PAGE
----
Chesapeake Founder Tom Ward Says $30 Oil `A Good Time to Get In'by
Former executive of Chesapeake, SandRidge bullish on gas
Ward's Tapstone Energy drilling in Texas, Kansas, Oklahoma
With oil hovering around $30 a barrel and natural gas mired in a six-year slump, Tom Ward, a former executive for two Oklahoma City shale pioneers, thinks about what went wrong.
It’s unavoidable in this town. The state legislative session opened Feb. 1, and top of its agenda is dealing with a $900 million budget hole, a byproduct of falling oil and gas revenue. Chesapeake Energy Corp., which Ward co-founded with Aubrey McClendon, has seen its stock fall 85 percent in the past year. SandRidge Energy Inc., which he ran from 2006 until shareholders forced him out in 2013, has been delisted from the New York Stock Exchange and recently hired advisers to consider "alternatives," a move some view as a prelude to bankruptcy.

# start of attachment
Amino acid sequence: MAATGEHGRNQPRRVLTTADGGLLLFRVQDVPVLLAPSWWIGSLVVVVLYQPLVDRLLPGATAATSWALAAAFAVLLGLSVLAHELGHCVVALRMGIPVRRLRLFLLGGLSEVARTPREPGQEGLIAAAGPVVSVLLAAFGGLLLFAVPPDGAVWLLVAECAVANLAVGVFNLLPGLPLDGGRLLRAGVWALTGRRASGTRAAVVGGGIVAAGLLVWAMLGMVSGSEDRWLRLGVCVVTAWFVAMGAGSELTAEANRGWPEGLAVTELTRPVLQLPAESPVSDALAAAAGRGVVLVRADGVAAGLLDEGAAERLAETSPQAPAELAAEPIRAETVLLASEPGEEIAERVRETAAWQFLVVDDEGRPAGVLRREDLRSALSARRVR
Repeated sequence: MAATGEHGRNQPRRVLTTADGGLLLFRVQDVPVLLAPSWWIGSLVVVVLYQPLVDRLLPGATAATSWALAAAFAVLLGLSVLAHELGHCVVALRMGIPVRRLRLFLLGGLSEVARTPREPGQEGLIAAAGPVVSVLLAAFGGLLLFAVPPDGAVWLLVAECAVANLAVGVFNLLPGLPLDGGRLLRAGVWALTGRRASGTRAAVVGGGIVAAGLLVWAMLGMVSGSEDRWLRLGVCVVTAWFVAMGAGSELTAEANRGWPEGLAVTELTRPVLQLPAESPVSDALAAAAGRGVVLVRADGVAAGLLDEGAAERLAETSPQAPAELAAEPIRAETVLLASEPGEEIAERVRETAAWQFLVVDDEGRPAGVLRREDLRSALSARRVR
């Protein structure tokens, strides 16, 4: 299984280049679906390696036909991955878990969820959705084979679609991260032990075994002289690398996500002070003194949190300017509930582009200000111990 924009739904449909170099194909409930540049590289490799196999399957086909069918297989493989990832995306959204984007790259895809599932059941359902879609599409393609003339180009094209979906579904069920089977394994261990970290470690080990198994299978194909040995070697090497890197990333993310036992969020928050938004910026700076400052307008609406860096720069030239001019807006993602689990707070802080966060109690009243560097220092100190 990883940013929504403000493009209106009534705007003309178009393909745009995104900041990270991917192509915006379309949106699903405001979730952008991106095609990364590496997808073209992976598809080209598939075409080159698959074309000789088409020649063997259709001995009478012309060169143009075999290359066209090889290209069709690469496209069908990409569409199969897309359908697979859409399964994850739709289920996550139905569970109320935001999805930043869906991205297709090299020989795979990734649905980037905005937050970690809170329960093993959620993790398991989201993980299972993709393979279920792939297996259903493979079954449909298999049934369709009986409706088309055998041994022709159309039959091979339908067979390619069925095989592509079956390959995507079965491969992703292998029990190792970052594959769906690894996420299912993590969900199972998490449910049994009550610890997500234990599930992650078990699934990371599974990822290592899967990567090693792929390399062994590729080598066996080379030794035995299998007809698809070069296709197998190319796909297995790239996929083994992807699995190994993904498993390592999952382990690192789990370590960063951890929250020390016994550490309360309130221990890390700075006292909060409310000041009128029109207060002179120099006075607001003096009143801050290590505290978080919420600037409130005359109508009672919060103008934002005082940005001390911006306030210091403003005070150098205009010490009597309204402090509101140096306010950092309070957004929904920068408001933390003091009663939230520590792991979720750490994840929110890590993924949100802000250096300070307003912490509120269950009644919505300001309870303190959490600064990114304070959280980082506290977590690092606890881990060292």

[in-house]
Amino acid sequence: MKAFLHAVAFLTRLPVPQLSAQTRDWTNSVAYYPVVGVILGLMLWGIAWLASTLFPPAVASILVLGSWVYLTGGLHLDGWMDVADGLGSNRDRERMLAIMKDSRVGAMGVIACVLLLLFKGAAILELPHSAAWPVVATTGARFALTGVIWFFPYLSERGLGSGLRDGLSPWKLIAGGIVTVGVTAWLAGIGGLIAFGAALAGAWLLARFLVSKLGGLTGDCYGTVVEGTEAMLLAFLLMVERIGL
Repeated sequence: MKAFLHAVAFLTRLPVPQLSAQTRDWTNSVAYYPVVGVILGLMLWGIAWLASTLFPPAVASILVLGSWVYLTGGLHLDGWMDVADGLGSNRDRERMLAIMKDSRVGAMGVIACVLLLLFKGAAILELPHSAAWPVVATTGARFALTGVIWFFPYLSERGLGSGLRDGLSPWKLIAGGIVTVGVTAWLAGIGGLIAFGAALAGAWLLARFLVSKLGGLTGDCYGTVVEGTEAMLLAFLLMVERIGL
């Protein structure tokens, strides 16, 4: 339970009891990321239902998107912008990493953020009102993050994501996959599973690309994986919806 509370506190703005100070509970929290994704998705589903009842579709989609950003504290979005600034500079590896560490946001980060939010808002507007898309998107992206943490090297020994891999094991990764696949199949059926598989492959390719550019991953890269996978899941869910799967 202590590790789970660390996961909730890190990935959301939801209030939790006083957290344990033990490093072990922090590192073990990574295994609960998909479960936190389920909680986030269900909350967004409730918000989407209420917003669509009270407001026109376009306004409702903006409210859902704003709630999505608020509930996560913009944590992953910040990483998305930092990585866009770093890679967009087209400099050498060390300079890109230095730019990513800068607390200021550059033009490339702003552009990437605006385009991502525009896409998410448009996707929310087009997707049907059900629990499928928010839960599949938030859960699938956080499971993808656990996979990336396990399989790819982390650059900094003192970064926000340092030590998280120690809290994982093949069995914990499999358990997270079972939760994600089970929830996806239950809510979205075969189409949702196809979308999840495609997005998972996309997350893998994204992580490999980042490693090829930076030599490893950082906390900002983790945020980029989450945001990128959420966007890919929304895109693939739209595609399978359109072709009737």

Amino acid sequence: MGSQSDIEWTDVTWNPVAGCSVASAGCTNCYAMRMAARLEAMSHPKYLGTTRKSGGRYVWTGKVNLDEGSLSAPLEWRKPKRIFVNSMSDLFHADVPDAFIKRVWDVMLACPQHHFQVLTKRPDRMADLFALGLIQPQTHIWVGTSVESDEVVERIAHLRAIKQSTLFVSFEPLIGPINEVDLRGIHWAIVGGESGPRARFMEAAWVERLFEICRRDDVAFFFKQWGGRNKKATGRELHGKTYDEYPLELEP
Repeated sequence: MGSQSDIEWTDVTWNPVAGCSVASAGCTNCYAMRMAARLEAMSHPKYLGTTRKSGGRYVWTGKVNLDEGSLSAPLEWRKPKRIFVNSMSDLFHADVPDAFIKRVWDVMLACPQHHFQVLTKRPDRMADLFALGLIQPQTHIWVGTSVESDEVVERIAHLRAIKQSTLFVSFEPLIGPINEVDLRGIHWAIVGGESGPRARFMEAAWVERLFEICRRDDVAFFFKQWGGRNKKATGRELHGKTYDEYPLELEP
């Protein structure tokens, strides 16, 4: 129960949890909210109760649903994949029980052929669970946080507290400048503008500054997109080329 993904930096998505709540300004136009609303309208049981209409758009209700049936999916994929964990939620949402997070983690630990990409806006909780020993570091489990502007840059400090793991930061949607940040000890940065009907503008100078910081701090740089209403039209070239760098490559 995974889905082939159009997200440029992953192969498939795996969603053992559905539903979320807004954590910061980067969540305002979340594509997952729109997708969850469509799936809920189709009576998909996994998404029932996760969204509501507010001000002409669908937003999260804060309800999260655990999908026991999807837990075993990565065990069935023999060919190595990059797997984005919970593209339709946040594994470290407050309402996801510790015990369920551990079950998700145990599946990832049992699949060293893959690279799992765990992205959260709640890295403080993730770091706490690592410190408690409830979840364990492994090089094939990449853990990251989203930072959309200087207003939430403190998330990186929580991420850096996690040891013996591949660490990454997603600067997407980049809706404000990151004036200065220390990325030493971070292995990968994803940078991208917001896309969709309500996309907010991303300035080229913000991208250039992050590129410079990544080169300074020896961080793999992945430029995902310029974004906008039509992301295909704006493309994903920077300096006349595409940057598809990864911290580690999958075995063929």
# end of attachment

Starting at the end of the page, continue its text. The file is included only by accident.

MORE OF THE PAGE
"The world is upside-down," Ward said. "The world doesn’t make sense at $30 oil or $40 oil or even $50 oil. Our industry is bankrupt at $30 oil."
Nonetheless, Ward is buying back in. His latest venture, Tapstone Energy LLC, has four rigs drilling in Oklahoma, Texas and Kansas. The company has very little debt, is private and staying that way, Ward said. Asked to approximate its enterprise value compared with some of Oklahoma City’s other independent producers such as Devon Energy Corp., he answers only, "Less than theirs."
He’s particularly bullish on natural gas, figuring that one of the warmest winters on record has masked a sharp increase in demand.
Asked what he’d have done differently at SandRidge, Ward said he’d have raised more money issuing equity before the Great Recession made it nearly impossible.
"We were a very high-growth stock in 2006, and by 2008 we were highly leveraged," Ward said. "After that we were just trying to dig out. You can argue in hindsight that we shouldn’t have been that leveraged."
These days remind him of 1981, when he and McClendon were fresh out of college and just getting started. By 1982, Penn Square Bank, an Oklahoma City energy lender, went under, triggering a wave of bank losses. A few years later, oil prices fell below $10 a barrel.
"It was a good time to get in," he said. "Just like now is a good time to get in."